Lumbar puncture

Lumbar puncture is a procedure in which a needle is inserted through the back to the subarachnoid space in the spinal canal often to collect some cerebrospinal fluid or inject a therapeutic agent. The procedure can be performed under imaging, e.g. fluoroscopy or ultrasound-guided. In many locations, imaging-guided lumbar punctures are increasingly the norm .


  • suspected meningitis
  • demonstration and relief of raised intracranial pressure e.g. in pseudotumor cerebri
  • myelography
  • injection of therapeutic or anesthetic agent


  • severe bleeding disorders, extreme thrombocytopenia
  • suspected epidural abscess or infections in the line of entry
  • deformation/trauma to the lumbar vertebrae
  • brain tumor, abscess, or other lesions that cause elevated intracranial pressure


Preprocedural evaluation

Due to the possibility of brain herniation in patients with elevated intracranial pressure, many clinicians will order a head CT before the procedure. Different medical societies have varying recommendations about this issue, however focal neurological findings or altered level of consciousness should prompt consideration of this complication.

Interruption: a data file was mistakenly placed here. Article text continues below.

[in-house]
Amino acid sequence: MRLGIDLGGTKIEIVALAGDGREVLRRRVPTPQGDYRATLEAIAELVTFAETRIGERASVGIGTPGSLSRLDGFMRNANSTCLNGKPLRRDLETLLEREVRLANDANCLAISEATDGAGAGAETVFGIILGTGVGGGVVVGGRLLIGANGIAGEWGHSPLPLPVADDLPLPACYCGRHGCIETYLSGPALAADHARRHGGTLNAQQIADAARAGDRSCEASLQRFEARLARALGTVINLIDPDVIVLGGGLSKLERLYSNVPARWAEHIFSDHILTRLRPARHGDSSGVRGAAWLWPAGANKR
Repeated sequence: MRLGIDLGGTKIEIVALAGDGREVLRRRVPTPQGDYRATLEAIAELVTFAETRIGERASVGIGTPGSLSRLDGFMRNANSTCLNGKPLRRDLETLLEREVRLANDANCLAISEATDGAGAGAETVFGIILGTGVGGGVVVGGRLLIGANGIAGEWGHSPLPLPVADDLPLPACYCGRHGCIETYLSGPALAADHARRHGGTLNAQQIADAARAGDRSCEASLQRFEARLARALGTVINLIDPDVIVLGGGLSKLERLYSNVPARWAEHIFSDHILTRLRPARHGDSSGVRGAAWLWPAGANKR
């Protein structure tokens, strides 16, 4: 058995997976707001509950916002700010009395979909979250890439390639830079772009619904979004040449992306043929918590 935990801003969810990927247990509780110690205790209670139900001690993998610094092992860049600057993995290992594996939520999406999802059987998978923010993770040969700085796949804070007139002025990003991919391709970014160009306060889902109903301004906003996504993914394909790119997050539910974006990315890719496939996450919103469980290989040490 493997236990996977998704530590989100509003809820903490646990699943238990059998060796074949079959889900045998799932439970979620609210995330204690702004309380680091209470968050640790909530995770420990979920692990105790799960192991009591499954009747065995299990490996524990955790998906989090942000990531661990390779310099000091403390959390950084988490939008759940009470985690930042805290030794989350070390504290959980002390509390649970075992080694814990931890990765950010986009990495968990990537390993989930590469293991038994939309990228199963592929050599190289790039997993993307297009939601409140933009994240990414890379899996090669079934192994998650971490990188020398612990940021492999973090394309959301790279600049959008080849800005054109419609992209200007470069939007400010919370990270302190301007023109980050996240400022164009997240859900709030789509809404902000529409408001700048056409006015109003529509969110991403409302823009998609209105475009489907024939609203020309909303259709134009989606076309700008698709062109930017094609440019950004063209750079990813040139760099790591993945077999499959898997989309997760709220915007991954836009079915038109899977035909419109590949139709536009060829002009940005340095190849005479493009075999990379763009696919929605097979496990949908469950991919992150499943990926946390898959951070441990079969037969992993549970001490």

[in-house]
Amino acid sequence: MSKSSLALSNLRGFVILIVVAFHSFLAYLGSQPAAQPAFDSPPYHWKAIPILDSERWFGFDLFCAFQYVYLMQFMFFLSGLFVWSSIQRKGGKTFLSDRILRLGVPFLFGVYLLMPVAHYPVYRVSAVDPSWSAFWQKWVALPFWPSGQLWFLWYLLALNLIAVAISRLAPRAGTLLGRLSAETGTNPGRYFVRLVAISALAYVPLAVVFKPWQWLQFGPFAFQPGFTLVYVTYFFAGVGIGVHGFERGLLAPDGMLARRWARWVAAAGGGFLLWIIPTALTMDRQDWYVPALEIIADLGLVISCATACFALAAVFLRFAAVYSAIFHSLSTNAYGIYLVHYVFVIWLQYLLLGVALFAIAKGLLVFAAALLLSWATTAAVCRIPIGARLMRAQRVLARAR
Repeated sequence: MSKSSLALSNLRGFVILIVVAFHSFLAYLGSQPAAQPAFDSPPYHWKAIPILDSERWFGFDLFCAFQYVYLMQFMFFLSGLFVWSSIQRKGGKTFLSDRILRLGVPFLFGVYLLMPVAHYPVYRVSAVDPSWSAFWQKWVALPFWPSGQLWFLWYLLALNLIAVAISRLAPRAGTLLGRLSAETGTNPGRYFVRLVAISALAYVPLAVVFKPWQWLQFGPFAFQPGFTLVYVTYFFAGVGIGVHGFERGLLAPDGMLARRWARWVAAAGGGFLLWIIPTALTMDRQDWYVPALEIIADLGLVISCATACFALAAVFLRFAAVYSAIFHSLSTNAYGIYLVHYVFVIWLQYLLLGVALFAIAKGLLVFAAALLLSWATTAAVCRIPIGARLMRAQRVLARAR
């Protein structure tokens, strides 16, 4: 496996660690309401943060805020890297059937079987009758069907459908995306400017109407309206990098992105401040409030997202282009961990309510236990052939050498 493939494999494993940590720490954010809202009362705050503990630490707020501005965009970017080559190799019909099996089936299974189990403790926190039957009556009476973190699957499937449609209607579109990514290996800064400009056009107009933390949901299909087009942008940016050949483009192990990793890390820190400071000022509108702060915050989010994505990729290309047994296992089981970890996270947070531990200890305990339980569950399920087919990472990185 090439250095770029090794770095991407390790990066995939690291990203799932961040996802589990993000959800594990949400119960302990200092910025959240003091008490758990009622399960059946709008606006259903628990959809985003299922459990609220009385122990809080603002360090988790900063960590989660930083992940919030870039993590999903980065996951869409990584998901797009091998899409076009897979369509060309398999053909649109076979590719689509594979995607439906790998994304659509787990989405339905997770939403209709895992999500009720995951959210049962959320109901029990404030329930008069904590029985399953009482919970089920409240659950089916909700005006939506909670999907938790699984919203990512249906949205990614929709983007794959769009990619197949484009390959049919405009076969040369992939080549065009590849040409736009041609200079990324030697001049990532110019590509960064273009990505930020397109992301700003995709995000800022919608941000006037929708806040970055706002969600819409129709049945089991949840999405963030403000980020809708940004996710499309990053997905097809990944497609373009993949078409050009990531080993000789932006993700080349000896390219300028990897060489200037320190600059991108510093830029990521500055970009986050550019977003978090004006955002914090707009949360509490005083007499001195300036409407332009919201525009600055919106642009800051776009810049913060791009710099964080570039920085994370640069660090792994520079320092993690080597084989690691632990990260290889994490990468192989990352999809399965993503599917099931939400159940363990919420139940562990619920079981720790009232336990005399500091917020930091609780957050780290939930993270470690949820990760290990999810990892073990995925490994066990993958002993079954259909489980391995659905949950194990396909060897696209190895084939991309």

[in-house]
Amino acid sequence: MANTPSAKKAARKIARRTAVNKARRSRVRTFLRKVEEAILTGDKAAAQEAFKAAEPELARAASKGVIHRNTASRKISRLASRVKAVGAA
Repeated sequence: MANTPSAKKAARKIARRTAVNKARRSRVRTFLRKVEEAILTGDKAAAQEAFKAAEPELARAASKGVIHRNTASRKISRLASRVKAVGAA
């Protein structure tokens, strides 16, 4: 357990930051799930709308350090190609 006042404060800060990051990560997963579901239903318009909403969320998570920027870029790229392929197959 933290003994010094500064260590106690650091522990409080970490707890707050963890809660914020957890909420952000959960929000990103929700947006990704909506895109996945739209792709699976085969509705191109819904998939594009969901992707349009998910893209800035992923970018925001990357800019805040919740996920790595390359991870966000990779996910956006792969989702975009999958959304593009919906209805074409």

The basic equipment for the procedure should be gathered beforehand and may include needles, specimen bottles and tubes, and manometers. Blind lumbar punctures are usually performed with patients in decubitus position with their knees bent towards their chest. Aseptic technique is mandatory. Local anesthesia can be given. With manual palpation, the performer identifies L3, L4, and L5, then guides a needle through the opening between the vertebra.


Most complications associated with LP are relatively minor such as post LP headache or transient back pain. More serious complications may include seizures or nerve damage. Rarely brain herniation can occur.

See also

Fluoroscopy-guided lumbar puncture (LP)